Saved by a San Juan Worm

By Doug Humphreys

It’s called a San Juan worm, and it saved my life. Okay, that’s a bit much. It didn’t really save my life. It did, however, save me from a life without fly fishing.

When I was ten years old I got my first fly rod. In our backyard swimming pool I practiced standard, false, and roll casts until L.L. Bean himself would have asked for tips. I learned the Albright Knot, the Nail Knot, and the Improved Clinch Knot. I asked for flies for my birthday and Christmas, and in no time had a fly box full of dries, streamers, bead heads, and poppers.

I terrorized bluegill in the ponds around my neighborhood. I could lay a brightly colored popper beneath any tangle of branches, then with a flick of the wrist create a splash that no panfish could resist.

When I was twelve, my family went on vacation to The Homestead in Virginia. There are a million reasons a person might want to go to The Homestead, but I cared about only one. On the property was a private trout stream, and I’d be able to fish it.

The first morning I walked the trail to a pool that looked promising, and rolled the perfect cast, laying a dry in just the right spot. Nothing. I spent two days casting dries and bead heads to no avail. Late in the afternoon on the second day, I tied on the biggest streamer I had, let it sink to the bottom of a pool, and pulled it through as fast as I could.

I got a hit; then my rod started to jump. When I flopped the fish onto shore, my heart sank. The hook was firmly lodged in a gill. I hadn’t caught the fish, I’d snagged it. It was an accident. But snagging a fish is number one on the list of fly fishermen don’ts. I felt sick.

I set out on a quest to catch a trout with my fly rod, with a fly, the right way. Through junior high and high school I fished the town run in Shepherds-town. I fished the Opequon. I fished private streams made public during trout stocking season. Nothing.

At Penn State I fished with the fly fishing club in both stocked and native streams. Four years of fishing with guys who knew what they were doing produced nothing. By the time I graduated I figured that fish I’d snagged as a twelve-year-old had applied a permanent and unbreakable curse to my fly fishing. I gave up.

Fast forward almost 20 years. While planning a hunting trip to Wyoming I noticed a high mountain stream near our camp site. I called a local fly shop and asked if it had trout. It did, cutthroat.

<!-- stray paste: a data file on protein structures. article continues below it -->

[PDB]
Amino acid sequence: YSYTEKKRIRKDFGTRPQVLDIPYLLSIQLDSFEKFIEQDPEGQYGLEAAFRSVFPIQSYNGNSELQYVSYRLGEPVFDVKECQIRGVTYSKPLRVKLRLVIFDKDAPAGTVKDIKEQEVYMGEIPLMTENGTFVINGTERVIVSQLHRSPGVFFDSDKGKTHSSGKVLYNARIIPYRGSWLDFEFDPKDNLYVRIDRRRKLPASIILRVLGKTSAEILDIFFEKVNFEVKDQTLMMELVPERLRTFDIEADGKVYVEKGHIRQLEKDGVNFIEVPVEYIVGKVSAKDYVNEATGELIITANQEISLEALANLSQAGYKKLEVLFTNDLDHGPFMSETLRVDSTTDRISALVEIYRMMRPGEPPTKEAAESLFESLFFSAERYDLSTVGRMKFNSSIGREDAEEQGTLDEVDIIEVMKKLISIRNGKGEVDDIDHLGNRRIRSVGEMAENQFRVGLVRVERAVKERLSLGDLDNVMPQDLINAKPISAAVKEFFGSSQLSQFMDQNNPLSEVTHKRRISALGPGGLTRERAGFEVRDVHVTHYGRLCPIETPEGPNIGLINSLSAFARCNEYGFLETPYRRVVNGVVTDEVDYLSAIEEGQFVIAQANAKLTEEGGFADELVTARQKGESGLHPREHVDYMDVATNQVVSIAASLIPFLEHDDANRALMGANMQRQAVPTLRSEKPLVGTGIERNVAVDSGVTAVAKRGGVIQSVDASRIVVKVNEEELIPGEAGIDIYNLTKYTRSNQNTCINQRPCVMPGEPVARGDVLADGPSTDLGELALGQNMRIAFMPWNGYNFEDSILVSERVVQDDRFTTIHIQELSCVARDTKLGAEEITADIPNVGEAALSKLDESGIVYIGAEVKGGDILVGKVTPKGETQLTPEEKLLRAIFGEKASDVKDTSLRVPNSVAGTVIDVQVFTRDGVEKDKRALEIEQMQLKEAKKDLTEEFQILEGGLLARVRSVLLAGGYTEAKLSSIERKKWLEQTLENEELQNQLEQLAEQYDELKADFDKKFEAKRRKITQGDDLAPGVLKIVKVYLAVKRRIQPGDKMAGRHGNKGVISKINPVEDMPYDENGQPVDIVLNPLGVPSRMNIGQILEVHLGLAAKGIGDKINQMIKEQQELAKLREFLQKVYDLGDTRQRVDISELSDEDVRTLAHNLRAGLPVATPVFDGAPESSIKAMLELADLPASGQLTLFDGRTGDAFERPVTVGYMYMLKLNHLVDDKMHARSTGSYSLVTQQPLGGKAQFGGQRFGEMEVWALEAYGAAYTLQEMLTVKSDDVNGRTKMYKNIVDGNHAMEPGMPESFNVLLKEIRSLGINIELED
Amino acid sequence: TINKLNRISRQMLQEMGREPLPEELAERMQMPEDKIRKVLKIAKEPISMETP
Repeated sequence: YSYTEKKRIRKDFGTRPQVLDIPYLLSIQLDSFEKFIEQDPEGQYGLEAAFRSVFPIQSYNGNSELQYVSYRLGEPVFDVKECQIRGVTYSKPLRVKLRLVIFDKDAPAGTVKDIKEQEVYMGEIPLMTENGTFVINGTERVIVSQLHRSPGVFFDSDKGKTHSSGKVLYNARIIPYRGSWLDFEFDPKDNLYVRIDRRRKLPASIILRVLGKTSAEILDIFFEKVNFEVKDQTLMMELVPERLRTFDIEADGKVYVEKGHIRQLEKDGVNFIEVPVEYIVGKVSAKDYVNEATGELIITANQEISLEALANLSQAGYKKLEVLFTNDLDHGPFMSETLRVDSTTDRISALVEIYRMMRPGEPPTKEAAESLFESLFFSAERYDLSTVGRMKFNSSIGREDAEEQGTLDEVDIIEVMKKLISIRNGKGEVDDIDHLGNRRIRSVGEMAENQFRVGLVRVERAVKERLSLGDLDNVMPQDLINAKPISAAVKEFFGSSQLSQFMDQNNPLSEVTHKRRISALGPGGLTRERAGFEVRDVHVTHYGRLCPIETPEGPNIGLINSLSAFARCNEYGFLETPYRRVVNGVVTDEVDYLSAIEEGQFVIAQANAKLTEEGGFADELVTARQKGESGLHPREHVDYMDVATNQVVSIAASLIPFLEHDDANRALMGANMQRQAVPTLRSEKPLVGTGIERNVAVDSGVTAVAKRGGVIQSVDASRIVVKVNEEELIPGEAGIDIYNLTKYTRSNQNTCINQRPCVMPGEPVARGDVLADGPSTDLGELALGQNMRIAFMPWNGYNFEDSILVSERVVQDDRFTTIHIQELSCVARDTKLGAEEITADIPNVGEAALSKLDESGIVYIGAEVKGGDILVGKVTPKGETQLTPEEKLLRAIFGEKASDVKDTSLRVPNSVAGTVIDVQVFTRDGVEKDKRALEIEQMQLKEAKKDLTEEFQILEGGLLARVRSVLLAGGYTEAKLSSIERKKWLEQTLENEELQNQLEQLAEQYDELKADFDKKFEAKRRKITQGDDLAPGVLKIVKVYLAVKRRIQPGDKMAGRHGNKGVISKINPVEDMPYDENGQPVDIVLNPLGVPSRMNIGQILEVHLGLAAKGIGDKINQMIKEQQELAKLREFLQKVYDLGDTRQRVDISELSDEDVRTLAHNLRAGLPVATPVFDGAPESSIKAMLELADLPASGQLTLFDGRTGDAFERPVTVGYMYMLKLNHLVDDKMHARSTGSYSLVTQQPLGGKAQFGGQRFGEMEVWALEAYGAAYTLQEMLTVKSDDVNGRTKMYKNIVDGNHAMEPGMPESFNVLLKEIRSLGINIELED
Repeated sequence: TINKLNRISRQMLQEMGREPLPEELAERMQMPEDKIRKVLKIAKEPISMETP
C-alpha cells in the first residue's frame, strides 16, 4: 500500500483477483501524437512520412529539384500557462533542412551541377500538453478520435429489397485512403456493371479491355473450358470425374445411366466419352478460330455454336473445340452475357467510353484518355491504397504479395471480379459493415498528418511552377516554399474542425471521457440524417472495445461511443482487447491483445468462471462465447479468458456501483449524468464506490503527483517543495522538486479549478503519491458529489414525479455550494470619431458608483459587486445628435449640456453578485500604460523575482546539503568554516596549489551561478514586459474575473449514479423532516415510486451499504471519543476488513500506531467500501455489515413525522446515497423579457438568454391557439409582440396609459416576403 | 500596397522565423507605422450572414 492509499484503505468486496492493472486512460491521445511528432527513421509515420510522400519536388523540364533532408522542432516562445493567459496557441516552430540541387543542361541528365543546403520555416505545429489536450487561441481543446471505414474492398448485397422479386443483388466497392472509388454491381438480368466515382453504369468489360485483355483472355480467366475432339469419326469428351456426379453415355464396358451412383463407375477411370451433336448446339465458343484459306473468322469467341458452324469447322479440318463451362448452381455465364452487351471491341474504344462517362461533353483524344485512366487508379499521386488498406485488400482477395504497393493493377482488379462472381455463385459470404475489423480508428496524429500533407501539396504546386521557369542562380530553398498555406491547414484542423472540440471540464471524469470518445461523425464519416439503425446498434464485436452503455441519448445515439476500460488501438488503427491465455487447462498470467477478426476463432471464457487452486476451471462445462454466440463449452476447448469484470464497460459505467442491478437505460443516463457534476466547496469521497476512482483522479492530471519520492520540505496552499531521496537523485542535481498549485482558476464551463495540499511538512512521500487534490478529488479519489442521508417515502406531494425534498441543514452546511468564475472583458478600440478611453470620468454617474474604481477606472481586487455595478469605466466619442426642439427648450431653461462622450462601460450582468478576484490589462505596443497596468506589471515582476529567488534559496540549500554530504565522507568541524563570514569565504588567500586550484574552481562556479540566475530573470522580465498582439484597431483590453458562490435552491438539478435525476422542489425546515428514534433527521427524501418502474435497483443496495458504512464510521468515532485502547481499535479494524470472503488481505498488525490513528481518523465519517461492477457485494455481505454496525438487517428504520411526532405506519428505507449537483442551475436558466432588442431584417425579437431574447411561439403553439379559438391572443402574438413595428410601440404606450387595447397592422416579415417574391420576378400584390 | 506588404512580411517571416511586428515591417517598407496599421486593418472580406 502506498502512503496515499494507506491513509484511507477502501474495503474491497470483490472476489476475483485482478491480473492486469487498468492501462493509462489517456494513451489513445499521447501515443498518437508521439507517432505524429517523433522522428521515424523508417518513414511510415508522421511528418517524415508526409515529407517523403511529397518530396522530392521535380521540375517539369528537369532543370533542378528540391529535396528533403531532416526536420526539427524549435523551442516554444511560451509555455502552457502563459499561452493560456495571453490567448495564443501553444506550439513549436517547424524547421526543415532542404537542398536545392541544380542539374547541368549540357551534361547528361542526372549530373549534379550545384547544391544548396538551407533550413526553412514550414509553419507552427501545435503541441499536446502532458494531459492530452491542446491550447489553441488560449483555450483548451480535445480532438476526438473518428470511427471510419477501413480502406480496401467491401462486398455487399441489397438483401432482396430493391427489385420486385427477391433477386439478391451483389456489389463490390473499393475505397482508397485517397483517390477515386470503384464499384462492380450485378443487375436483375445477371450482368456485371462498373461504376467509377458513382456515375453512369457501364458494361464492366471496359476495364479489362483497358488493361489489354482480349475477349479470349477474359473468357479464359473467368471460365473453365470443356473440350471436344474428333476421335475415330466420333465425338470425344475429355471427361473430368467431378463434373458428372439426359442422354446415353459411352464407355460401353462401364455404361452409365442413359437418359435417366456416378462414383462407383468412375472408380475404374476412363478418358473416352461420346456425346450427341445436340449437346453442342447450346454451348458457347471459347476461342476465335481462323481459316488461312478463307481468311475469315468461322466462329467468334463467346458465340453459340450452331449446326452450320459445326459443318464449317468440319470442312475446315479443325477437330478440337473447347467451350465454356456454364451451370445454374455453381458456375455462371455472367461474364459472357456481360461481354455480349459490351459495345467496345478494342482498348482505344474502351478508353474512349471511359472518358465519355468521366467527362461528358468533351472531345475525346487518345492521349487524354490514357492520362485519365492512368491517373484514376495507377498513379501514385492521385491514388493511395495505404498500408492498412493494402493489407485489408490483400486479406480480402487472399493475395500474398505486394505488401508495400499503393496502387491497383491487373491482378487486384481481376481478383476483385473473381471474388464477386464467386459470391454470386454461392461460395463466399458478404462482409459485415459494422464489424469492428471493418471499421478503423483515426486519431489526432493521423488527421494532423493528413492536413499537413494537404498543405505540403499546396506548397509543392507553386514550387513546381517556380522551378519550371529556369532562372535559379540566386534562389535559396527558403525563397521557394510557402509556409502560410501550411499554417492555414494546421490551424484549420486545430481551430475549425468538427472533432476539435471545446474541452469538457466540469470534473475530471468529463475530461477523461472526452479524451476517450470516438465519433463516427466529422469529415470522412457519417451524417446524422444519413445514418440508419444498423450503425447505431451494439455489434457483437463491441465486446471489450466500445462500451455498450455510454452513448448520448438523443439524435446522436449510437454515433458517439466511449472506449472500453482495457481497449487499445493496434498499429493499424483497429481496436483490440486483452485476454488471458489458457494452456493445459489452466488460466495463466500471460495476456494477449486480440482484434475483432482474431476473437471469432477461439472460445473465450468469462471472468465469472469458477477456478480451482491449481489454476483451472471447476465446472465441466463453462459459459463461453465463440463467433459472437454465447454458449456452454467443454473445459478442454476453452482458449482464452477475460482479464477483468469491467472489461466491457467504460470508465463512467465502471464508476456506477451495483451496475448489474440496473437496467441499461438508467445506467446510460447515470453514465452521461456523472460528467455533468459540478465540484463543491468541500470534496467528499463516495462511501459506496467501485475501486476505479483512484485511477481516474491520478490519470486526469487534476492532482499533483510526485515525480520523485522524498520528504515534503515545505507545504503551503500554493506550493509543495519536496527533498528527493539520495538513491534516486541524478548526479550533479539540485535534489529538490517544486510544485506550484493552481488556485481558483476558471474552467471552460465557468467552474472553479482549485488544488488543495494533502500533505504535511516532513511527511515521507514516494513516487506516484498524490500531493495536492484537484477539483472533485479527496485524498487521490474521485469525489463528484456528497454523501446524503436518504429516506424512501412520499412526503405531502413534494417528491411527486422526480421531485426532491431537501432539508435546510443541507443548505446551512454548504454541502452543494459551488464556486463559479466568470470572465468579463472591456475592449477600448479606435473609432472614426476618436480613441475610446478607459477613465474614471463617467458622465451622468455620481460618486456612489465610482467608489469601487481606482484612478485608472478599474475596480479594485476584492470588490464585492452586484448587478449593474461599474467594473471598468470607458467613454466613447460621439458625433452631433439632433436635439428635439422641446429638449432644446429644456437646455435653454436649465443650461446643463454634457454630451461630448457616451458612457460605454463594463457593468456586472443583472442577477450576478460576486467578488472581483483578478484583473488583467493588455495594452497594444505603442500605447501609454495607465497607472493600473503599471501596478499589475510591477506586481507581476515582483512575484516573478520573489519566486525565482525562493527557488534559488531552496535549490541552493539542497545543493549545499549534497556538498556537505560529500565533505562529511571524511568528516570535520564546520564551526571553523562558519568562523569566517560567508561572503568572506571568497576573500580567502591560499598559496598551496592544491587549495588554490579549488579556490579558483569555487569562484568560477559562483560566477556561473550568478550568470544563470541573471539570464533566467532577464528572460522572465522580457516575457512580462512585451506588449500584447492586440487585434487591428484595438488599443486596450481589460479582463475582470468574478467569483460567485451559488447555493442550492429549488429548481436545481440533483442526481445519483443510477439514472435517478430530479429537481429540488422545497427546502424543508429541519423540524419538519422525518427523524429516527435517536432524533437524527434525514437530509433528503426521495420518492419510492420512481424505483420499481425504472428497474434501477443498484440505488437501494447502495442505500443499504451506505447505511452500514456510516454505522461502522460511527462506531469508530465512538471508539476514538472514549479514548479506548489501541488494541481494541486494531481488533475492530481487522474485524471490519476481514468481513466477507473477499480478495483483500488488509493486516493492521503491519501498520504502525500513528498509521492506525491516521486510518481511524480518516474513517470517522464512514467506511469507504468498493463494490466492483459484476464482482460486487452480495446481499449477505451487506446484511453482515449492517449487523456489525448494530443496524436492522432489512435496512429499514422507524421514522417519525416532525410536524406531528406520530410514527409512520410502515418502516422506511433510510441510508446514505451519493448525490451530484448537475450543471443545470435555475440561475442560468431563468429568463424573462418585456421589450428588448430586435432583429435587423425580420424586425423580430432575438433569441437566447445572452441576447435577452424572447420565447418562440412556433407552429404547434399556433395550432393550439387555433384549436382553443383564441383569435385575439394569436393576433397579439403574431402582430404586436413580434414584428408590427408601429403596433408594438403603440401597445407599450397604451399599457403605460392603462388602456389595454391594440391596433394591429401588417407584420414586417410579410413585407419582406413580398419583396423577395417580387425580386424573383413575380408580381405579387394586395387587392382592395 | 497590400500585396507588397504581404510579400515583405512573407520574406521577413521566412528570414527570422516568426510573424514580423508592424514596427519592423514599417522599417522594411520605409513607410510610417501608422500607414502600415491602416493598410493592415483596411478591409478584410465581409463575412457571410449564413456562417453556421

I decided to blow the dust off my fly rod. After all, one can’t go all the way to Wyoming, camp right next to a trout stream, and not wet a fly. I restocked my box with the flies recommended by the fly shop. A few dries, a few bead heads …  and the San Juan worm.

My first spot required a roll cast. It was pathetic. I moved to a spot that allowed a standard cast. It wasn’t great, but it landed the bright red worm in the current. Immediately there was a splash. My rod jumped as I pulled the line. When I landed the fish, I found the hook neatly set in the corner of the mouth. The curse was broken, thanks to the San Juan worm.

I know that I’ll never be a fly fisherman. To call myself one would be an insult to those science-minded artisans who can match the hatch then float a fly like magic to a place where a trout can’t help but strike at it. But I will forever enjoy my place as a wannabe.

For those who want to be a wannabe like me, or those who think they may have what it takes to be the real deal, start with a visit to a fly shop. You could do worse than the White Fly in Shepherdstown—but most shops can get you what you need.

Fly fishing is a sport where a mentor is a must. If you don’t know a mentor, develop one in a fly shop. Tackle, cast techniques, flies, knots, tips on where to go, advice on what to wear—there is much to learn, and you’ll need help.

When you are ready, you can chase stocked trout in the Opequon and smallmouth in the Potomac. Next you can make the trip to Seneca Rocks, W.Va., and fish the North Fork of the South Branch of the Potomac, chasing trout in the shadow of our home state mountains. Finally, when you are really up for some fun, you can follow a mountain stream and fish for natives—an endeavor that will drive you mad or make your month.

My one suggestion: whatever you do, don’t forget the San Juan worm.